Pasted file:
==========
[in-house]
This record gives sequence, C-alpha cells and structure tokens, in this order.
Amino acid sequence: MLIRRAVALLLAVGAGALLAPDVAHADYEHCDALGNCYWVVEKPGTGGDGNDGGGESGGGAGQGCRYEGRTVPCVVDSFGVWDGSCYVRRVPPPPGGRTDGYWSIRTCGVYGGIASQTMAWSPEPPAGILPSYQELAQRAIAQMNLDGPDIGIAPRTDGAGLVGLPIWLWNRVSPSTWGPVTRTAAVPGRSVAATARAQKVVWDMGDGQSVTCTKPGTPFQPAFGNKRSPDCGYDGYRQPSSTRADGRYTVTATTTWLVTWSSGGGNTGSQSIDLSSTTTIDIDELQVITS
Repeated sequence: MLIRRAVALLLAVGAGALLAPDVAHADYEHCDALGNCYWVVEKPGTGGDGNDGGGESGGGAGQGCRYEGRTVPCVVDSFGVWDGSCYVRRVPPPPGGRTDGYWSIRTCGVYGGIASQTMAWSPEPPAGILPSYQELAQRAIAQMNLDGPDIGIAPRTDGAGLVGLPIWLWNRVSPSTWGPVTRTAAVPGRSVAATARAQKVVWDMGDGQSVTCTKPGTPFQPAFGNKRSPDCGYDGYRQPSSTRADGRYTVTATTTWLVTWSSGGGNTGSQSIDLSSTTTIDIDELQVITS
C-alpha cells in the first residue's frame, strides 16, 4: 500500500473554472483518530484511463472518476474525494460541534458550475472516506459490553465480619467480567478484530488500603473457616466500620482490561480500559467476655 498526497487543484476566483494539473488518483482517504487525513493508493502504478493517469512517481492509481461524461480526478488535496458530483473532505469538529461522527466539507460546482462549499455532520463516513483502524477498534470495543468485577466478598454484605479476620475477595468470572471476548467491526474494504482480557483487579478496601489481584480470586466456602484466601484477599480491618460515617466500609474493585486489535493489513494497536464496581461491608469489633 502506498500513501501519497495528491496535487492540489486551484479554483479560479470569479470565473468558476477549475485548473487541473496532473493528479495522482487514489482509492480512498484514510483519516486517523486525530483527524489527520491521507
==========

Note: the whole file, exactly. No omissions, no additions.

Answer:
[in-house]
This record gives sequence, C-alpha cells and structure tokens, in this order.
Amino acid sequence: MLIRRAVALLLAVGAGALLAPDVAHADYEHCDALGNCYWVVEKPGTGGDGNDGGGESGGGAGQGCRYEGRTVPCVVDSFGVWDGSCYVRRVPPPPGGRTDGYWSIRTCGVYGGIASQTMAWSPEPPAGILPSYQELAQRAIAQMNLDGPDIGIAPRTDGAGLVGLPIWLWNRVSPSTWGPVTRTAAVPGRSVAATARAQKVVWDMGDGQSVTCTKPGTPFQPAFGNKRSPDCGYDGYRQPSSTRADGRYTVTATTTWLVTWSSGGGNTGSQSIDLSSTTTIDIDELQVITS
Repeated sequence: MLIRRAVALLLAVGAGALLAPDVAHADYEHCDALGNCYWVVEKPGTGGDGNDGGGESGGGAGQGCRYEGRTVPCVVDSFGVWDGSCYVRRVPPPPGGRTDGYWSIRTCGVYGGIASQTMAWSPEPPAGILPSYQELAQRAIAQMNLDGPDIGIAPRTDGAGLVGLPIWLWNRVSPSTWGPVTRTAAVPGRSVAATARAQKVVWDMGDGQSVTCTKPGTPFQPAFGNKRSPDCGYDGYRQPSSTRADGRYTVTATTTWLVTWSSGGGNTGSQSIDLSSTTTIDIDELQVITS
C-alpha cells in the first residue's frame, strides 16, 4: 500500500473554472483518530484511463472518476474525494460541534458550475472516506459490553465480619467480567478484530488500603473457616466500620482490561480500559467476655 498526497487543484476566483494539473488518483482517504487525513493508493502504478493517469512517481492509481461524461480526478488535496458530483473532505469538529461522527466539507460546482462549499455532520463516513483502524477498534470495543468485577466478598454484605479476620475477595468470572471476548467491526474494504482480557483487579478496601489481584480470586466456602484466601484477599480491618460515617466500609474493585486489535493489513494497536464496581461491608469489633 502506498500513501501519497495528491496535487492540489486551484479554483479560479470569479470565473468558476477549475485548473487541473496532473493528479495522482487514489482509492480512498484514510483519516486517523486525530483527524489527520491521507